The reason why you are compelled to practice yoga and yet resist it; is because you know the practice can open a hidden gate to an unknown existence that you are not sure you will be able to handle.
The unknown is not less scary then the known which makes you feel trapped.
The reason why people cry in yoga classes is because the asanas break the bondage between the small self and the higher self and if you are not yet familiar with your higher self all you are left is with the fragile small self that will very soon become ashes. The crying is the grief of the coming death of the small self.
So up to here is the diagnosis, now for the panacea.
All of what was described above; the feelings, the emotions, the fears, the questions and the doubts, even though they feel very real, actually have nothing to do with existence as it is. They have to do with the way we perceive reality. That means that if you open your eyes and see what is in front of you, without letting your mind interpret it, you will discover very different moments then what you have experienced up to now.
you wrote: He very gently asks me to practice every day. Instead, I read and write and take baths. He is not pushy, but is confused why I avoid it. As am I!
You perceive reading, writing and taking baths as outside of the spiritual practice and doing the asanas, the REAL practice. If you sit in the bath and you are completely aware of the sensation of the water on your skin, the way your body floats in the water, the sound of the water as you move in the bath, the sound of your breath as you lay in stillness. If you watch mindfully the drops coming out from the tap creating circles in the water, if you are aware of all of it you are not doing any less a spiritual practice then your partner in the yoga room.
I suggest you to drop living life and instead live and experience moments. Life as an infinite fabric of space and time is an illusion, all we have is infinite moments. If you become completely immersed these infinite moments, you won’t have space for doubts and fears.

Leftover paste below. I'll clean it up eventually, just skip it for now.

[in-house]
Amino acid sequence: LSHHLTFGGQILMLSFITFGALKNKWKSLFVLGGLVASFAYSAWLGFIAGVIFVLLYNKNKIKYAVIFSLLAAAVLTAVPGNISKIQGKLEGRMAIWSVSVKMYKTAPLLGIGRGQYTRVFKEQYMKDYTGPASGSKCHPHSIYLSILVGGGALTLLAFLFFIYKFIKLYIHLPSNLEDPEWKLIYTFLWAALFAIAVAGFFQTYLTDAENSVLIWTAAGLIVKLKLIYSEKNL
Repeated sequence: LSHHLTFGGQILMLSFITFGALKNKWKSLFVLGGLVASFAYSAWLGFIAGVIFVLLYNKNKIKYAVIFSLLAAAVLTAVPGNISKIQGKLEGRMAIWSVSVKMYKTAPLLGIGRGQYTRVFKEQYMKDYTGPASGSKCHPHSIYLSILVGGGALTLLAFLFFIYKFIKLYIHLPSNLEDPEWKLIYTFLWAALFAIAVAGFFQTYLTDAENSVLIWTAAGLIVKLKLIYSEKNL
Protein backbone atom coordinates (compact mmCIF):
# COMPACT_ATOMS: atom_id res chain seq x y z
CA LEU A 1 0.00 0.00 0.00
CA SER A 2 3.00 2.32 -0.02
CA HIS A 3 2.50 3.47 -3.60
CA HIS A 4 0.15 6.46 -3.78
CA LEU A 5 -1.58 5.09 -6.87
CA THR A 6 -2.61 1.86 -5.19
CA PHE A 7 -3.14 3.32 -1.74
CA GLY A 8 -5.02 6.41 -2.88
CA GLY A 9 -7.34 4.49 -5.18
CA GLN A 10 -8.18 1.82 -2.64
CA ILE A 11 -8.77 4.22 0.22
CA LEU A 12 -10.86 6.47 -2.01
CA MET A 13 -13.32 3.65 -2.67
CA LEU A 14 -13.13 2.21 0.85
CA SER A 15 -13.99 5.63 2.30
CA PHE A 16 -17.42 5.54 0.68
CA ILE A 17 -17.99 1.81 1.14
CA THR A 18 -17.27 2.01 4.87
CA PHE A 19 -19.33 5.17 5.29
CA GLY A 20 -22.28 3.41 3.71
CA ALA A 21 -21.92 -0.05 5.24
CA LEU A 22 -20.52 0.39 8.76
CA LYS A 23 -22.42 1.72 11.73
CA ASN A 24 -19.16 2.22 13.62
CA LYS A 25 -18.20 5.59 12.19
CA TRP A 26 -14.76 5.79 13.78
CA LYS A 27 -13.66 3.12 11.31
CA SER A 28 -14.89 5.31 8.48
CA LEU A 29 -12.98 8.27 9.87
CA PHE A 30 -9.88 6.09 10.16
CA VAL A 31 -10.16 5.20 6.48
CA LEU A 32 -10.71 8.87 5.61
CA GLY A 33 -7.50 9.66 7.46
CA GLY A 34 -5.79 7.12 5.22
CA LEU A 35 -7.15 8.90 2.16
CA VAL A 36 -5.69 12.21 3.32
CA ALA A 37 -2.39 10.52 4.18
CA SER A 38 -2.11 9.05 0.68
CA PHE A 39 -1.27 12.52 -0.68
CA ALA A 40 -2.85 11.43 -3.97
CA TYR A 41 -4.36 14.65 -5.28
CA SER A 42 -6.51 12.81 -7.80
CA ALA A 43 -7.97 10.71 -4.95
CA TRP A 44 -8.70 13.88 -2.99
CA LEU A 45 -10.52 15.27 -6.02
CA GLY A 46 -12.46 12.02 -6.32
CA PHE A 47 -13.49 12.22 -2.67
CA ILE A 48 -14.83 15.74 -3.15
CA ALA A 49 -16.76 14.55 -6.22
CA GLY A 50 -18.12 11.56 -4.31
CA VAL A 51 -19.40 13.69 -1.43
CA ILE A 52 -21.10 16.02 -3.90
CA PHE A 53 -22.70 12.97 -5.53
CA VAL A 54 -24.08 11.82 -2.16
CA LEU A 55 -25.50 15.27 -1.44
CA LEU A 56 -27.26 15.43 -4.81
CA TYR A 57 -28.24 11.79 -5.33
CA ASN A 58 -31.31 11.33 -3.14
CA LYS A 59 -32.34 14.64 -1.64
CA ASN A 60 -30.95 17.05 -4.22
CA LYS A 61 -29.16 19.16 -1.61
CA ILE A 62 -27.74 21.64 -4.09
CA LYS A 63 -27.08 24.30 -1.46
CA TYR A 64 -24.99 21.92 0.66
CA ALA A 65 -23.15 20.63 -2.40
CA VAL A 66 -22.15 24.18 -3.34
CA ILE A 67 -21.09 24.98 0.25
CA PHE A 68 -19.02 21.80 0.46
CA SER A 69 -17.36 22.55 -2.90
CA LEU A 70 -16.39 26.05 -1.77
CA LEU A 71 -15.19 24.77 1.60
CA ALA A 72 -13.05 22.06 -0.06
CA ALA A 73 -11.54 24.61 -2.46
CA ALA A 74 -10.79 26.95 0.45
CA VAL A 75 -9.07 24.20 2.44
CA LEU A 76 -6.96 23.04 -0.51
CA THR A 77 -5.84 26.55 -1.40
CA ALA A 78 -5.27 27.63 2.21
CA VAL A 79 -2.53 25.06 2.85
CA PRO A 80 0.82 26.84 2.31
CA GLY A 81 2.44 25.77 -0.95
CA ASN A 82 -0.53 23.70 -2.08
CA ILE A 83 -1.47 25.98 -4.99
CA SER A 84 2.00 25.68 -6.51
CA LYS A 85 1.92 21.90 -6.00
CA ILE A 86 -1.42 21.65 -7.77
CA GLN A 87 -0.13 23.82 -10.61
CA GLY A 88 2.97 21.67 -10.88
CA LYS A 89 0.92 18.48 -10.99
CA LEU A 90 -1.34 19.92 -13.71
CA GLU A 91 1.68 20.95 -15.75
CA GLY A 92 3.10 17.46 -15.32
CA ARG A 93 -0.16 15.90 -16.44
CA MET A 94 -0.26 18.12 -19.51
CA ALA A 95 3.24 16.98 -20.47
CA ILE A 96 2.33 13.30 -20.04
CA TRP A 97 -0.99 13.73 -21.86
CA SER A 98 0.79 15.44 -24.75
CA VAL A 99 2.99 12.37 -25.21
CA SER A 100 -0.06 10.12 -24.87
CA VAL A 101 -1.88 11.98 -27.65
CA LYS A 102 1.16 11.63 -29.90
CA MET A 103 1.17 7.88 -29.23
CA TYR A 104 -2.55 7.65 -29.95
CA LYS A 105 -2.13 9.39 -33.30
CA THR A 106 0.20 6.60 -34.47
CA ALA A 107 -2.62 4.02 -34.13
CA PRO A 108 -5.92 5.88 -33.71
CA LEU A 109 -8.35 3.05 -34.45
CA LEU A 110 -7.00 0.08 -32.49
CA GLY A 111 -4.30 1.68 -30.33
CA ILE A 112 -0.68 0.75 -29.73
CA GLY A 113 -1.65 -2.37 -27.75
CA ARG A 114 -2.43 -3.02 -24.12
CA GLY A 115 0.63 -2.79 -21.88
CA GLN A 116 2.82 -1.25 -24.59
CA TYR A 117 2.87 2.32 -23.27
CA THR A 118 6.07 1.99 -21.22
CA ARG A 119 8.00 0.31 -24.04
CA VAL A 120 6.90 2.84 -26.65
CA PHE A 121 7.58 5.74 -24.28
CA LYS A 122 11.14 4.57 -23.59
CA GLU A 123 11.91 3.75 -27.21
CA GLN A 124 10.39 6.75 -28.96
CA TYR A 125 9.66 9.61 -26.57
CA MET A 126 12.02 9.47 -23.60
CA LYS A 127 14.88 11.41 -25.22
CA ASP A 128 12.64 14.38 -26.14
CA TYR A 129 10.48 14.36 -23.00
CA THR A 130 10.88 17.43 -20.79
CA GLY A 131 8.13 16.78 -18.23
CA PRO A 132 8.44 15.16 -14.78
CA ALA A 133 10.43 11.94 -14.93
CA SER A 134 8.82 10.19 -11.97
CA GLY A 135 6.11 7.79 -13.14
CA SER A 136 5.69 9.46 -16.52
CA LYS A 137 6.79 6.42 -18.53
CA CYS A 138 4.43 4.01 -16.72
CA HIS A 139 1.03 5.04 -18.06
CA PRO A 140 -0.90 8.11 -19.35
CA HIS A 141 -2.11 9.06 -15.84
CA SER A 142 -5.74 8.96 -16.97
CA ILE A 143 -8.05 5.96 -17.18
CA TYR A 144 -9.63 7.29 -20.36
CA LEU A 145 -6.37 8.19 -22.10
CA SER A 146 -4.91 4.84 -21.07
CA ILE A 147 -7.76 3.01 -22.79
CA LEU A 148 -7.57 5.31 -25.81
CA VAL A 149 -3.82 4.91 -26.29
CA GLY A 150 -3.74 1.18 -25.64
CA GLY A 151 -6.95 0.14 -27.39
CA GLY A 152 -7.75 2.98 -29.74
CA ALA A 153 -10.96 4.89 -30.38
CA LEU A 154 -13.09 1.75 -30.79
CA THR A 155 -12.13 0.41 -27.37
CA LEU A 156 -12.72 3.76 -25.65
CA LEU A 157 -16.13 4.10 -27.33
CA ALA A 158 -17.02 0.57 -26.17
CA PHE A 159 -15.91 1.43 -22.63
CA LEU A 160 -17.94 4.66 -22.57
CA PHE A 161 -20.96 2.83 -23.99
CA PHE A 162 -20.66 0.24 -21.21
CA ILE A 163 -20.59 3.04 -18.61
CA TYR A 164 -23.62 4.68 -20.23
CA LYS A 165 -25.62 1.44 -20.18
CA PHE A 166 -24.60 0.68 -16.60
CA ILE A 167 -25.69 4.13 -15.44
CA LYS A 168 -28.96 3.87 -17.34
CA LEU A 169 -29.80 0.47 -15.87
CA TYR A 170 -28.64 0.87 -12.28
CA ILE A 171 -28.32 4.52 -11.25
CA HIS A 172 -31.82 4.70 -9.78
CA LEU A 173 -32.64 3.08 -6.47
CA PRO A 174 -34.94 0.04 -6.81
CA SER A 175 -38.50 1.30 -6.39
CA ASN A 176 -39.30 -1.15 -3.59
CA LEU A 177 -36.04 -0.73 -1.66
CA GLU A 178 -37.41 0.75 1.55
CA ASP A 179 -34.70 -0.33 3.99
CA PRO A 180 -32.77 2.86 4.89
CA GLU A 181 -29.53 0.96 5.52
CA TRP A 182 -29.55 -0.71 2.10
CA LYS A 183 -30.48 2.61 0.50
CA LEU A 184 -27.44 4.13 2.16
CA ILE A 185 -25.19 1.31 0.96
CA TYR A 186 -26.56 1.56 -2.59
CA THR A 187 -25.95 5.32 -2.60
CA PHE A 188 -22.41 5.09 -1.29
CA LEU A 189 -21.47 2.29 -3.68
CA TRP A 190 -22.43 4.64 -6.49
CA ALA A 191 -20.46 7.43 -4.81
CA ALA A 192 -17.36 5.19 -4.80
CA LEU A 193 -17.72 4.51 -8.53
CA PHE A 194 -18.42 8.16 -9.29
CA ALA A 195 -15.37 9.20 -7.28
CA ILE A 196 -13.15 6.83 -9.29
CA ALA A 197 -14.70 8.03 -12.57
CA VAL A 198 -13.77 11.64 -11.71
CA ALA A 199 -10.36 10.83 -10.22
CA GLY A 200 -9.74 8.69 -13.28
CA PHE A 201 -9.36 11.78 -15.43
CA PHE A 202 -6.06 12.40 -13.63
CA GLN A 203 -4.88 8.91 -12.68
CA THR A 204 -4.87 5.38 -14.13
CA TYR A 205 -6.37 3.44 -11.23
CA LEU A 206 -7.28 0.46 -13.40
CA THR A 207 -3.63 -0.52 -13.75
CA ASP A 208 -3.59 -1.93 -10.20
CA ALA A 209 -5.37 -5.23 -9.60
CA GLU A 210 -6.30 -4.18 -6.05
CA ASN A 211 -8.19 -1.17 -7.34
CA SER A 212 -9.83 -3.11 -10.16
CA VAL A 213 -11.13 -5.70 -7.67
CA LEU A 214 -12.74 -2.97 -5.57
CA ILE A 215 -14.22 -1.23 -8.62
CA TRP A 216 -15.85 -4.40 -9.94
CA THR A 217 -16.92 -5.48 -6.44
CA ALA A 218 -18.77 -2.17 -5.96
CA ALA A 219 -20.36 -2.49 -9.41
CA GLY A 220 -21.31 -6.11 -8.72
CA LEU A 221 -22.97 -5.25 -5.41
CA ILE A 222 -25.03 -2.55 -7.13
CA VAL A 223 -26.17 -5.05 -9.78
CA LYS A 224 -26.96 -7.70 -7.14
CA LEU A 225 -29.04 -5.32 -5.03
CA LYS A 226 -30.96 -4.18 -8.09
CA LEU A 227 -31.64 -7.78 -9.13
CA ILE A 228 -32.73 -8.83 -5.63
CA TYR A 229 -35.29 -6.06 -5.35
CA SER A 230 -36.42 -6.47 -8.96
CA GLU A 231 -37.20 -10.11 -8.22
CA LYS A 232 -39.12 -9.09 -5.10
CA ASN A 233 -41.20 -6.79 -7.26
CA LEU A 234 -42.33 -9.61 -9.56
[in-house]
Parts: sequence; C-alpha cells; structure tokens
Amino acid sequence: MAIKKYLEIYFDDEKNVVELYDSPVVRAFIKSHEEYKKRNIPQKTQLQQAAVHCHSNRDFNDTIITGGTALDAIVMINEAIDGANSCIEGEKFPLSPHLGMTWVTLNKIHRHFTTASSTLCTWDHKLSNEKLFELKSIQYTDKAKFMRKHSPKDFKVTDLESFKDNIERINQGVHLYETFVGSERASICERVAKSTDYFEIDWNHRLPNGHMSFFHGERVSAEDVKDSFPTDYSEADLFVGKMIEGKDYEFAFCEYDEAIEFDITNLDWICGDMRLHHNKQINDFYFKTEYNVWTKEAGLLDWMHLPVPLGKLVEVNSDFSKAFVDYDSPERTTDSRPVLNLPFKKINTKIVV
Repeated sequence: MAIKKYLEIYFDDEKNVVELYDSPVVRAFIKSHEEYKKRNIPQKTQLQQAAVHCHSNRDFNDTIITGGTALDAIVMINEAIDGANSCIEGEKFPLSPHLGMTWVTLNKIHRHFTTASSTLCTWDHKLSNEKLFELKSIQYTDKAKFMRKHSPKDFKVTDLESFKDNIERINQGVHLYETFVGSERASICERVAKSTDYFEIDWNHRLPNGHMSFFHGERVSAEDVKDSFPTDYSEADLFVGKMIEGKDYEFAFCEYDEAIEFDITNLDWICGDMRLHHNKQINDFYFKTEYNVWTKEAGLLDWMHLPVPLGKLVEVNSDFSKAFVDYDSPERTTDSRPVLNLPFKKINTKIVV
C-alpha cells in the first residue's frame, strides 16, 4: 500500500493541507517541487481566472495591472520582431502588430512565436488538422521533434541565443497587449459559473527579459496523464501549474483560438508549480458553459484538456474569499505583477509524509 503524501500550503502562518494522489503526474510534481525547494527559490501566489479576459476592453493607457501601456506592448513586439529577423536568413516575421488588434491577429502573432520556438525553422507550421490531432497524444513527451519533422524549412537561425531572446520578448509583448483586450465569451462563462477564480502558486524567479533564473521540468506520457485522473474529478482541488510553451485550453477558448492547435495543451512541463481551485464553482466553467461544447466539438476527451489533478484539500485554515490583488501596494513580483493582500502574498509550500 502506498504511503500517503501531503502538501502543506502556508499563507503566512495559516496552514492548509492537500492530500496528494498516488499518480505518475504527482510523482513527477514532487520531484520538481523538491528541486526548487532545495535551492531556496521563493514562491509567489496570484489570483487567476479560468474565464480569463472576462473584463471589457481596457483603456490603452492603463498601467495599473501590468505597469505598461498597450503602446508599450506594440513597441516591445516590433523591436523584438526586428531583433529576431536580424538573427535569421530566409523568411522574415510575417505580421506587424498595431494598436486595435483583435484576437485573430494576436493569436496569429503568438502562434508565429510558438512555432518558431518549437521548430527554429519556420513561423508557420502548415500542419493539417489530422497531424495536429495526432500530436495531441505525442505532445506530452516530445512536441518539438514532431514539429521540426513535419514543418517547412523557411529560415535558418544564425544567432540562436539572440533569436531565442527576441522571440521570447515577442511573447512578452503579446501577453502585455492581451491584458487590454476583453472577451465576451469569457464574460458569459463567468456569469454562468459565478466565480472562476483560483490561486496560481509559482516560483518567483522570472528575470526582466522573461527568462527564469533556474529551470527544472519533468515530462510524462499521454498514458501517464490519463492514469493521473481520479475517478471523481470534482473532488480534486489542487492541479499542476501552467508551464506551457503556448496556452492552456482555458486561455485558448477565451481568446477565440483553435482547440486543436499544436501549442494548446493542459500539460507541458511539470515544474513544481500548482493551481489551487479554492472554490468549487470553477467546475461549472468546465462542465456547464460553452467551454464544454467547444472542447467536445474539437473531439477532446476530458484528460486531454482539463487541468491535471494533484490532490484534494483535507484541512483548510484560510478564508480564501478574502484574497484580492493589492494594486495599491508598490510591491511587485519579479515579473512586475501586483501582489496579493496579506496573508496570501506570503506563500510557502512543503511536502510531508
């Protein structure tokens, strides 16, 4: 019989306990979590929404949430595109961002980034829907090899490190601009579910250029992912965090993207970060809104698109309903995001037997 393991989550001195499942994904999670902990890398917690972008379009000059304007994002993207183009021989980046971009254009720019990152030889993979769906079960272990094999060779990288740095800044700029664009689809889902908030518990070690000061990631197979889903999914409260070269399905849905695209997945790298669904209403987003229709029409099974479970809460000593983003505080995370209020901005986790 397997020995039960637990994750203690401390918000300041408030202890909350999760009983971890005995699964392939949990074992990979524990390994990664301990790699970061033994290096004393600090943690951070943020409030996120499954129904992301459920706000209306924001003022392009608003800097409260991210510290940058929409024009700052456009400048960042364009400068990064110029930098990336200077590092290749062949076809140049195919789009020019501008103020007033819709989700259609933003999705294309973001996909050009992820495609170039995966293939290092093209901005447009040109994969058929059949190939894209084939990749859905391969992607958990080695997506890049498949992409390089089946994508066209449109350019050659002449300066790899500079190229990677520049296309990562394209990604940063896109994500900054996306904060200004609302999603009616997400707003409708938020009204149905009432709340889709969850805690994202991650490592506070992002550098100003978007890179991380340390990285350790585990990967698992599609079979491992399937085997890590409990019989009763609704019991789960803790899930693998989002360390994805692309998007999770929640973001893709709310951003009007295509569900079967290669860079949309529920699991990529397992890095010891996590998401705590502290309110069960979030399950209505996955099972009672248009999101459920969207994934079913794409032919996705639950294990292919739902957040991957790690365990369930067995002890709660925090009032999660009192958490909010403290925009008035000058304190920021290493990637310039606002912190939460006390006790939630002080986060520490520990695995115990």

you wrote: I only really feel at home when I am asleep and lost in a world of dreams.
shakti wrote: The reason is that you never experienced ‘waking up’. Tomorrow morning when you get up instead of going into your head and trying to grasp existence through your mind, lie in bed and enjoy breathing. Do you know how amazing is to be able to breathe without fighting for your breath? Then get up slowly and enjoy your shower or bath. Mindfully sit and have you breakfast; you may find it is the first time that you are actually having breakfast.
Go and buy some flowers for you house, mindfully place them in a vase and take a few moments to sit and enjoy them. Talk to your partner and be fully present. Listen to his words, watch his body when he expresses himself to you. This is not easy as the mind often takes over, stopping us from experiencing life and instead sucks us in the process of trying to make sense of everything.
As for your conflict about the practice of the asanas I suggest you practice ONLY one asana a day. Choose the one you like and stay in it as long as it feels good. Watch the energy, watch the sensation, immerse yourself into only one posture knowing there is nowhere to go after this posture. This is your moment, so be it.
Only one asana a day. Relate to it as a date with your body breath and mind. Take it seriously, like you are doing a whole class.
And then after you are done with your ultimate one asana if you feel to do one or 2 more go for it, and if not, it is perfect as it is as one asana done mindfuly is like doing all the asanas!